Let's take the Hank Williams song from the last post on the subject as a baseline for the unity of country and Western music. The song dates to 1950, and it stands at something like the end of a trend in which the two genres had grown together in popular culture. Now let's look at how that baseline point was formed. The driving force was Hollywood, whose appetite for cowboy movies through the 1930s and 1940s included a developing taste for Western music. We had singing cowboys, who started off by singing traditional Western folk songs. The Sons of the Pioneers and Roy Rogers (originally together, later separate) were probably the most famous of these, from 1933. Here's a traditional Western tune.
As cowboy movies continued to be popular through the 1930s and 1940s, the musical genre began to take on aspects of another genre very popular in the '40s: swing music. Here's the same group kicking up their heels a bit in a film from 1944.
Another band that was at the forefront of Western Swing music was Bob Wills and his Texas Playboys. I believe it's correct to ascribe the introduction of the steel guitar to them. That first happened in 1935, when the band had already included a saxophone and other instruments more commonly found in jazz and swing music.
Now here's Bing Crosby making the point about the change that had overcome the Old West even in its music.
So this is the music that Hank Williams' alter-ego was performing. It was a genre that had national attention and acclaim for a couple of decades. It remained popular through the 1950s, when Westerns were still very popular in Hollywood, and even more popular on television.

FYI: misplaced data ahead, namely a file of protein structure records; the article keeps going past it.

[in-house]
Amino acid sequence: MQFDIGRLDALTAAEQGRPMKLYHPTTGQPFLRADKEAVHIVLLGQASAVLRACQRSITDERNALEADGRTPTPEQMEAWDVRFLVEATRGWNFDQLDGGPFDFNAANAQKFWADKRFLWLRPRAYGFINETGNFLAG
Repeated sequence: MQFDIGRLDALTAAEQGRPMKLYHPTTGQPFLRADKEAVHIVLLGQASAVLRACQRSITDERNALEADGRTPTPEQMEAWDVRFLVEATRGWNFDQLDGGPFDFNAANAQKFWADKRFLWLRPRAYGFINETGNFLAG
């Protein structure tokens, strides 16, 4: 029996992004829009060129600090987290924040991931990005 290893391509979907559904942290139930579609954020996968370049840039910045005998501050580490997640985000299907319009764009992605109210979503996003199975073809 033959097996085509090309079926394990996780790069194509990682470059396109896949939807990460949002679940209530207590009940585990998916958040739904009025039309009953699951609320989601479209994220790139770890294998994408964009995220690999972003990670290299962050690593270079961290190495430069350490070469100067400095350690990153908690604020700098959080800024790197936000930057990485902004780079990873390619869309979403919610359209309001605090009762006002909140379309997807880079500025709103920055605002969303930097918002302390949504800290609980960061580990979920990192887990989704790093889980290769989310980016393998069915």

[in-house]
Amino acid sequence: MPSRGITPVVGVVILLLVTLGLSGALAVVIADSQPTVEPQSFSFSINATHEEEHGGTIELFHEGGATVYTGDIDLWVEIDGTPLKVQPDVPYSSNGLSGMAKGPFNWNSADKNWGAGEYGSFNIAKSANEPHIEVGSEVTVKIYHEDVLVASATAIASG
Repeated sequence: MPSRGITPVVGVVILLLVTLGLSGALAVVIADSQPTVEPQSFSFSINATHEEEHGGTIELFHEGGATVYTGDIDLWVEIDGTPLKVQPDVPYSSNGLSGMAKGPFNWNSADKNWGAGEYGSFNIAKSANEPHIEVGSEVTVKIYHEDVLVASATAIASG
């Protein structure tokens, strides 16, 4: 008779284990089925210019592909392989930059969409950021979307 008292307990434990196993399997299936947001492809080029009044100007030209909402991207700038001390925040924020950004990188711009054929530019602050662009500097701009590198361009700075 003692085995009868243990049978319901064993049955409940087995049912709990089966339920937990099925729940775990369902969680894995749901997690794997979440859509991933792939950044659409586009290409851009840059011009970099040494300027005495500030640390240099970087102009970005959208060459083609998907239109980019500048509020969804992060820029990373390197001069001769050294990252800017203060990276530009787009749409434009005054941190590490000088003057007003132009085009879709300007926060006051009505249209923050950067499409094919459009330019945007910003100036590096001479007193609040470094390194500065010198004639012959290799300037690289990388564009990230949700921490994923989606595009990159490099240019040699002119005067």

Hollywood Westerns from the '50s, though, began to move away from Western Swing and back toward traditional Western music out of a desire to use the Western movie as a vehicle to present more serious films. In Rio Grande, for example, the cavalry regimental singers return to traditional roots music in order to achieve authenticity. It is therefore ironic that the authentic Irish rebel song they picked for the Irish soldiers to sing, "The Bold Fenian Men," actually wasn't composed until the 20th century.
UPDATE: Turns out we have a highly educated and well-connected fan of Western Swing in the Hall. I petitioned Gringo for some favorites, and here's what he picked (see discussion).
Ida Red shows Bob and the Texas Playboys playing an old folk tune- or should we say fiddle tune.
Trouble in Mind shows what Bob Wills can do with a blues song. Al Striklin, my third hand connection to the Texas Playboys, is on the piano.
Home in San Antone is a movie clip with some good, swinging instrument solos.
Take Me Back to Tulsa has a rare appearance of brother Luke Wills on the vocals. Tommy Duncan did most of the vocals.This is one of Bob’s best known tunes.